- Oops!Something went wrong.Please try again later.
Iron deficiency is the most common nutritional deficiencies experienced by Aussies, especially women, but remains one of the most significantly under-diagnosed.
When it comes to our bodies, iron plays an important role in producing red blood cells, heart health, immune function, energy levels, and healthy brain function, but 34 per cent of women of childbearing age are currently living with depleted iron levels, compared to just 5 per cent of Australian men.
"Having low iron levels can have a significant impact on how our bodies produce energy and regulate our immune system, which could lead to other conditions like fatigue, decreased immunity and anaemia," Andria Aird, Pharmacist-owner at Blooms The Chemist, tells Yahoo Lifestyle.
"Low iron levels can occur due to a number of different reasons, from low dietary intakes to blood loss and poor absorption.
"With more Aussies reducing their meat intake, looking at alternatives to boost your iron may help build up your levels. A heavy menstrual period can also contribute to greater blood loss and the reduction of our bodies’ iron stores."
Particularly through lockdown where it is so common to feel lethargic, unmotivated and constantly tired, it can be difficult to pinpoint if one is actually suffering from iron deficiency. But given how many women are being impacted by the effects of low iron, Andria and Blooms are encouraging all women to have their iron levels screened regularly.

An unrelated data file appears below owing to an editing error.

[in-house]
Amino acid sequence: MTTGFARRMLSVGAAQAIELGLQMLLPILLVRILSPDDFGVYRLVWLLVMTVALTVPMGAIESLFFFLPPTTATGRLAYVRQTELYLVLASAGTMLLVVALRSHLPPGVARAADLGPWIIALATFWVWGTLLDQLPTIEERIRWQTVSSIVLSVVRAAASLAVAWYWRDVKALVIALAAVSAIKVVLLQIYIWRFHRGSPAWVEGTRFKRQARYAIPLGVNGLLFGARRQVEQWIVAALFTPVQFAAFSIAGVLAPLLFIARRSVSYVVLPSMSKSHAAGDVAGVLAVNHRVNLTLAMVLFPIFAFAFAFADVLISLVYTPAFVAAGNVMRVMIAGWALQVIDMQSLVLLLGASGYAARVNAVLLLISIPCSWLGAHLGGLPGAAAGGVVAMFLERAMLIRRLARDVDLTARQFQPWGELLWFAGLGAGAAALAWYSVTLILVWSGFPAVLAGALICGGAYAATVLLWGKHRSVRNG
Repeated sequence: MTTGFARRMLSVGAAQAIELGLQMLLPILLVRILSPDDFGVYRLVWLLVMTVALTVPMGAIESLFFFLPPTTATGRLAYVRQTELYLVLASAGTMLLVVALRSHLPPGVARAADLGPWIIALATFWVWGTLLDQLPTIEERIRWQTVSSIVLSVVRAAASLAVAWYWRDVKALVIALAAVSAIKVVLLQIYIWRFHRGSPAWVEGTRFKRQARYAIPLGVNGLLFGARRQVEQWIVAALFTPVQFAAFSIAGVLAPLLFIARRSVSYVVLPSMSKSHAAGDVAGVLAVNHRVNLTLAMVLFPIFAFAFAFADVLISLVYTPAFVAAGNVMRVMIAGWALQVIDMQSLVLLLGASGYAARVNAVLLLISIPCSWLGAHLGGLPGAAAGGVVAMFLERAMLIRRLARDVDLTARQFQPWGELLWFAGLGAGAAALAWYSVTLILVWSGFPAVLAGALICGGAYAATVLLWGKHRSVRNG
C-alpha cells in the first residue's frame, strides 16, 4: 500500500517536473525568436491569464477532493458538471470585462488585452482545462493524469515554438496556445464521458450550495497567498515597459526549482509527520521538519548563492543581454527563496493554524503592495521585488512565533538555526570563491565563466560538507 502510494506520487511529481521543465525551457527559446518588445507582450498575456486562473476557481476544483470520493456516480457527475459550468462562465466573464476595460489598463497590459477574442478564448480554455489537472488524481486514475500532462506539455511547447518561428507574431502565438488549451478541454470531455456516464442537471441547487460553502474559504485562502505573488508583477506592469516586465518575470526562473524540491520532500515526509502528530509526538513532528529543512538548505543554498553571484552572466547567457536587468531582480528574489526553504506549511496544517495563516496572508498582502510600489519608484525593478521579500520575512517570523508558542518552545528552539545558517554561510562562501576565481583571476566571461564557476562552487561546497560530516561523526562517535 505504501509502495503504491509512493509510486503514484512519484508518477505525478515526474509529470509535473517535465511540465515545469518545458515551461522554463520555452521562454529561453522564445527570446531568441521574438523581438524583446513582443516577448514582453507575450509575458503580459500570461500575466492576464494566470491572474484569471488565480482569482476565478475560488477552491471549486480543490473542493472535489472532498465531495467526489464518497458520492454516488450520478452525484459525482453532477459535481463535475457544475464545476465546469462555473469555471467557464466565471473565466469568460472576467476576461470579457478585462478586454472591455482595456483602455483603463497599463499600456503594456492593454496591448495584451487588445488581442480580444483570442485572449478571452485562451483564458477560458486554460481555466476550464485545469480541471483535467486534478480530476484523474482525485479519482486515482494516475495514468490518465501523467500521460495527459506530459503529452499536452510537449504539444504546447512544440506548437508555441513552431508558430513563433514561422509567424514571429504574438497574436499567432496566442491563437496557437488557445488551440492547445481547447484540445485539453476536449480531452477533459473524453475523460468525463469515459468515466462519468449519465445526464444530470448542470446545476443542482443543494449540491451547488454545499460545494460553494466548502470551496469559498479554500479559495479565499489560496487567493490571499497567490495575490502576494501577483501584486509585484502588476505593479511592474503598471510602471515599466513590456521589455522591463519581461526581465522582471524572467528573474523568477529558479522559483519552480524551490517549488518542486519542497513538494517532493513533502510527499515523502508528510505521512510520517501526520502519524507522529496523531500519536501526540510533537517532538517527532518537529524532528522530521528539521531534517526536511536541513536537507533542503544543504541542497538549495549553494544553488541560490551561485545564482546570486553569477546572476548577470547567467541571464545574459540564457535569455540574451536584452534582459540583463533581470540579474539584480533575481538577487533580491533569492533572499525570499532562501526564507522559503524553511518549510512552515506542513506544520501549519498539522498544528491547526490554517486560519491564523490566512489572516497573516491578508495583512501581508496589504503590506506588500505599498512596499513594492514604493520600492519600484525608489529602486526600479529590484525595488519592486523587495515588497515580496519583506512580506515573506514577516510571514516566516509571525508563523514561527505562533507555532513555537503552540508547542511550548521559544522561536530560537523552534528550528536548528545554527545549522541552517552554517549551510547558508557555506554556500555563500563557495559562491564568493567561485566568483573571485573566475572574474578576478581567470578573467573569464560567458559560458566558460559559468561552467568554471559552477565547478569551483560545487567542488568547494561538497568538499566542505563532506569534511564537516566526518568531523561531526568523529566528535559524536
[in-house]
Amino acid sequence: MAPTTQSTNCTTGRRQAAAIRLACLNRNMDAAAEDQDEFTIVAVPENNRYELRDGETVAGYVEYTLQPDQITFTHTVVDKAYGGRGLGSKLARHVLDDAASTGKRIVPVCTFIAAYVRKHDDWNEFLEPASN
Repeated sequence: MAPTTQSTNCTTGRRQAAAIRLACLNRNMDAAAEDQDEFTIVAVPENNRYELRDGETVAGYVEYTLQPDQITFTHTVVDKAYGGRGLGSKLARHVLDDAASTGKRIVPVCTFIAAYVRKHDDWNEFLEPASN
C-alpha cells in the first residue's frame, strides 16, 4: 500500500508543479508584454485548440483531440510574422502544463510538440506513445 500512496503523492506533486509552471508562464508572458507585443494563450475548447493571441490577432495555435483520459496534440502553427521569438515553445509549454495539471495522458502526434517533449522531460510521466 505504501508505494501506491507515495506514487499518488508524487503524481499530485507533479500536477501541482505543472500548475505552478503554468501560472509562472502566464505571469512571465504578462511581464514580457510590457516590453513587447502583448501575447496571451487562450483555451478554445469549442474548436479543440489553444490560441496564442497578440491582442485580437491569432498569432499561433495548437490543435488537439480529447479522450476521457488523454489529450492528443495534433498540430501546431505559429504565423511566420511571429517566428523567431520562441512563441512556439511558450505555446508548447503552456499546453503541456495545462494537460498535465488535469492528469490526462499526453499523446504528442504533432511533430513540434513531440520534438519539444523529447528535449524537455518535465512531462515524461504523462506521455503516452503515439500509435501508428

"Throughout every stage of our life, our iron needs differ. For women aged between 19 and 50, the recommended daily intake of iron to help sustain your levels is 18mg. For men aged 19 and over and women over the age of 51, this need is reduced greatly to only 8mg," Andrea explains.
"Having your iron levels screened is a quick and easy process, which will help you to better understand your total iron levels and get you on the right treatment path. You can visit your GP or local chemist to be tested. It only takes about a minute to complete!
Andria stresses that it's so important to take the time to have your iron levels screened more regularly, especially if you are experiencing symptoms.
"With our busy lives divided between work, friends and family commitments, we often forget to pause and make sure we are looking after our own health. It is something so simple and quick to do, which can really make a difference to your overall health and wellness."
Common Symptoms of an Iron Deficiency
Because the symptoms can just look like you're run down from your busy life, they often go undetected for long periods.
Symptoms of iron deficiency often vary and can be obscure and subtle, which is why recognising them is often the biggest hurdle to getting a diagnosis. Some of the most common indicators that you're potentially iron-deficient include:
Weakness or dizziness
Fatigue, exhaustion, and lack of energy
Shortness of breath
Difficulty doing high-intensity exercise
Pale skin or cracked skin around the mouth
Restless leg syndrome